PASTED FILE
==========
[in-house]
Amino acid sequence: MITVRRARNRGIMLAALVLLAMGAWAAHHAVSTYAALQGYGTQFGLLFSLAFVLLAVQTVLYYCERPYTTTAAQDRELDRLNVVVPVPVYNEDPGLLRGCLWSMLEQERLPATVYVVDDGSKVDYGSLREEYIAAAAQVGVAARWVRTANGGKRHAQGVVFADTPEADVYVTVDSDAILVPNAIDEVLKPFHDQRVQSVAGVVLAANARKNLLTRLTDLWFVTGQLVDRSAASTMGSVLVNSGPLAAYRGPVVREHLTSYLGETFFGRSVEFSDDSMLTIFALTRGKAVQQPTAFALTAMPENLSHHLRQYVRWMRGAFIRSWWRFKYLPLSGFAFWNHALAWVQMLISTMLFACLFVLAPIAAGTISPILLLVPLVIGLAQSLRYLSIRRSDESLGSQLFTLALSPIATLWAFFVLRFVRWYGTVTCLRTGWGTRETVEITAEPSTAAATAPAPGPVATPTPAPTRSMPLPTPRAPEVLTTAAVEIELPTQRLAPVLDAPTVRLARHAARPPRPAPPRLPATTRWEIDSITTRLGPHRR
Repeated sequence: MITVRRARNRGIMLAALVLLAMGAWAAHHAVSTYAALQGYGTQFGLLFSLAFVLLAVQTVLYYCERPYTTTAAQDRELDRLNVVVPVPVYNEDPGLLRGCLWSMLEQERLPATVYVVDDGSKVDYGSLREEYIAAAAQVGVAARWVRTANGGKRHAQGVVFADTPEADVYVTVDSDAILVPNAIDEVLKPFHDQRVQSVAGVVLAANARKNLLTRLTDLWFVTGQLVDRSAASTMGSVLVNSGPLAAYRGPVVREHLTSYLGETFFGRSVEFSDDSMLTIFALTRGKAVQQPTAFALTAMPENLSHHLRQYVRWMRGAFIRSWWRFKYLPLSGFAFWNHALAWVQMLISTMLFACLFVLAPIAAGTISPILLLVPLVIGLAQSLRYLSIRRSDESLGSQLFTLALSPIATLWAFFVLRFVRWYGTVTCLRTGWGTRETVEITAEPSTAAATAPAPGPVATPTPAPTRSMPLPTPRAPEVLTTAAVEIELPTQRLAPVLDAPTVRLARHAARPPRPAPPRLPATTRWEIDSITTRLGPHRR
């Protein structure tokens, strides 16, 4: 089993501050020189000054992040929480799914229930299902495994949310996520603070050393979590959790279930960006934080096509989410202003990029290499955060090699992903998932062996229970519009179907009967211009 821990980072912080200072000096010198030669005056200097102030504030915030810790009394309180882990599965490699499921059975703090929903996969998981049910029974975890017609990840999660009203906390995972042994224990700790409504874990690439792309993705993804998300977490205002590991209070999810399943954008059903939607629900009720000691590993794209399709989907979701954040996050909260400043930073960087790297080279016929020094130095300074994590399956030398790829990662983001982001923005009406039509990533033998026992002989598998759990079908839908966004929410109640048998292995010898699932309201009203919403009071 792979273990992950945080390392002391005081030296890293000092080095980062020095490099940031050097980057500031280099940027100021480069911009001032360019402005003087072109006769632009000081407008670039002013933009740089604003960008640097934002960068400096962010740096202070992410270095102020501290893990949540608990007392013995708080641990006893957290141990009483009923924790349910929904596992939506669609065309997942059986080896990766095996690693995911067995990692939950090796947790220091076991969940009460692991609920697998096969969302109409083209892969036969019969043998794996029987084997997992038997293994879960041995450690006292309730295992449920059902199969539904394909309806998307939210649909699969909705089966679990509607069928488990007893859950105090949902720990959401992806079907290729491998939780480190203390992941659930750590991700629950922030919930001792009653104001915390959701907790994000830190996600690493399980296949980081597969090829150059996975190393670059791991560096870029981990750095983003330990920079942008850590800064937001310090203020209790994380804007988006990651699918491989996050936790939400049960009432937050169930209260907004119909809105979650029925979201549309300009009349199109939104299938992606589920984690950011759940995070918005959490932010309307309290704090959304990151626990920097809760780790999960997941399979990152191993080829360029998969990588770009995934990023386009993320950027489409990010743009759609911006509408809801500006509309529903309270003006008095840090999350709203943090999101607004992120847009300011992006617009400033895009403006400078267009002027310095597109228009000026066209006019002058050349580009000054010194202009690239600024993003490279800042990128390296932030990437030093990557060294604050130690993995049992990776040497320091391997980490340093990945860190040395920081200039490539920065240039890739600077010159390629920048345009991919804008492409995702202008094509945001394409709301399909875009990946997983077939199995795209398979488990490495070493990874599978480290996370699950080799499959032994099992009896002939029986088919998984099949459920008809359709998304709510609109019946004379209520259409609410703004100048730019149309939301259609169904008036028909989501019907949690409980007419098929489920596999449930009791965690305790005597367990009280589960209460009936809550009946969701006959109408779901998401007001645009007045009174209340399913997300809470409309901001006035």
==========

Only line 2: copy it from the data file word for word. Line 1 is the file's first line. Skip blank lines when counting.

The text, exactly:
Amino acid sequence: MITVRRARNRGIMLAALVLLAMGAWAAHHAVSTYAALQGYGTQFGLLFSLAFVLLAVQTVLYYCERPYTTTAAQDRELDRLNVVVPVPVYNEDPGLLRGCLWSMLEQERLPATVYVVDDGSKVDYGSLREEYIAAAAQVGVAARWVRTANGGKRHAQGVVFADTPEADVYVTVDSDAILVPNAIDEVLKPFHDQRVQSVAGVVLAANARKNLLTRLTDLWFVTGQLVDRSAASTMGSVLVNSGPLAAYRGPVVREHLTSYLGETFFGRSVEFSDDSMLTIFALTRGKAVQQPTAFALTAMPENLSHHLRQYVRWMRGAFIRSWWRFKYLPLSGFAFWNHALAWVQMLISTMLFACLFVLAPIAAGTISPILLLVPLVIGLAQSLRYLSIRRSDESLGSQLFTLALSPIATLWAFFVLRFVRWYGTVTCLRTGWGTRETVEITAEPSTAAATAPAPGPVATPTPAPTRSMPLPTPRAPEVLTTAAVEIELPTQRLAPVLDAPTVRLARHAARPPRPAPPRLPATTRWEIDSITTRLGPHRR